Furthermore, we would want to see the long awaited Social Finance Fund become reality. This fund has investors front the money for projects to address social problems, and then the Government will provide retroactive funding based on data and actual outcomes. Although this fund has the capability of greatly enhancing communities and individual well-being, it still requires investors to take a risk. As a result, solving some of the toughest problems (and therefore the riskiest) will likely not happen. Instead, a fund that provides a portion of the grant upfront and once results are achieved may better balance the risk for both investors and the Government.

Other Components

The rural strategy also touches on the key areas of infrastructure, climate change, and skills development. All of these are important topics for communities and businesses in Labrador; however, due to the length of this article, we will not go into each of these topics in detail.

As part of the “Investing In Canada Plan” infrastructure plan, the Federal Government committed $180 billion dollars over twelve years (ending in 2028) and to date $90 billion has been spent. An interactive map shows that Labrador has benefitted from approximately 71 of these projects with a combined value of approximately $70 million – this is based on a September 23rd, 2020 data update of the map.

The amount of money spent in Labrador is closely proportional to Labrador’s population – as a result, we do not believe Labrador has been underrepresented. In fact, Labrador’s businesses have benefitted in a magnitude of ways – such as improved child care services and highway improvements. Furthermore, communities have benefitted from large investments in green projects. Our major concern with this initiative is that it has a high burn rate – in Budget 2021, we hope that the amount of funds are increased so that other large infrastructure projects can continue.

Overall Thoughts

The strategy was developed from discussions with rural areas across Canada, and as a result, the strategy focuses on real challenges faced by rural communities. The strategy goes into more detail than we can offer in this article and there are several off-shoot sub-strategies that go into even further detail. These strategies are well written and are reflective of Canada’s diverse rural populations. However, these strategies have their shortcomings too. Overall, strategies are good, but the execution is better. Without execution, a strategy is only a roadmap to a vision that is never realized.

So what are the main roadblocks to executing the strategy?

First, it is not easy for individuals to find funding information or for the Government departments to find projects to fund. Easy to use databases are a great solution and step forward – such as the Business Benefits Finder or, for Agriculture, AgPal. Both databases allow business owners to identify potential funding sources. However, the next key step is to also create a database of business ideas that investors can use to identify businesses that they wish to invest in.

Second, this leads us to a lack of ownership. There are a lot of stakeholders involved from the Federal Government, Provincial Government, Local Governments, and Community level. Entrepreneurs need to work with each stakeholder, and this leads to inefficient and frustrating communications as questions can be passed to many stakeholders without receiving an answer. There is also an onus on entrepreneurs to develop solutions that fit into the strategies – we believe a mixed approach is better. In addition to entrepreneurs developing solutions, Local Governments should outline and prioritize what challenges they see in communities. These challenges should be posted in an open forum where entrepreneurs can discuss possible solutions and form partnerships with others in the Community.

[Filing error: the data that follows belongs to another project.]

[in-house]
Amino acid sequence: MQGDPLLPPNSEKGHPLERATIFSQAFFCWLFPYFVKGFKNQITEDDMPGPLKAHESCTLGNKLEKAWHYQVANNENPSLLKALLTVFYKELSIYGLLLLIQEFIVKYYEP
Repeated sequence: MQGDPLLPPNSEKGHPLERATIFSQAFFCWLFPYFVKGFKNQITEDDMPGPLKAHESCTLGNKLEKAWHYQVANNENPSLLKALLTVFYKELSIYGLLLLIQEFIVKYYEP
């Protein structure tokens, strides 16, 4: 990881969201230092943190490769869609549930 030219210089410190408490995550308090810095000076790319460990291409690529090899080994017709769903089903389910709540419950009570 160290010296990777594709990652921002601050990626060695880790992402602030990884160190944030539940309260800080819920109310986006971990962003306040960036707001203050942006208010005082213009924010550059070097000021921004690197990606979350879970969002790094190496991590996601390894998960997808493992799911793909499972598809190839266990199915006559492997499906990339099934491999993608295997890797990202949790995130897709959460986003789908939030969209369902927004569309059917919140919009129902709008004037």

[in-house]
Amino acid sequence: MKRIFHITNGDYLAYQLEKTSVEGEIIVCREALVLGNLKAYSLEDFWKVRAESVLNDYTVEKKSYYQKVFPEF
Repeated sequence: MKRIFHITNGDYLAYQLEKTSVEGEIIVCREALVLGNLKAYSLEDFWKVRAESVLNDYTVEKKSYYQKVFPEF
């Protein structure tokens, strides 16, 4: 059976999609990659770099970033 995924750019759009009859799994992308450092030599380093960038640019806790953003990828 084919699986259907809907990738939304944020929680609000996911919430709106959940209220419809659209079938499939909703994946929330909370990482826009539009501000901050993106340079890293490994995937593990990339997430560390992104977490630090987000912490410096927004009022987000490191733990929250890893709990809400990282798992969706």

Third, funding eligibility criteria can stifle ideas before they have a chance to prototype. We understand that organizations such as ACOA want to be efficient with their resources; however, not every idea will be a unicorn or a leap forward in innovation. Often, rural communities need simple, low-scale ideas that serve the role of creating jobs and preventing population decline. Once population has stabilized, it is more likely that an economic gamechanger will be discovered because there will be more people to have big ideas and they will be more likely to stay in Labrador with their ideas.

From Budget 2021, we hope to see more funds dedicated to these rural initiatives and with that, we hope to see access to funds broaden – especially for Indigenous entrepreneurs. Ultimately, we want to see the creation of an easy-to-use one shop portal for entrepreneurs. Once Budget 2021 is released, we will be providing a high-level overview of its implications on Labrador’s businesses.

Your Thoughts

Let us know your thoughts on this article – do you believe this strategy has impacted your business? What do you hope to see in Budget 2021?

This is the second article in a series focusing on rural economic development. In the next article, we will look at another country for lessons on rural economic development. Please subscribe to stay up to date on our InBusiness insights.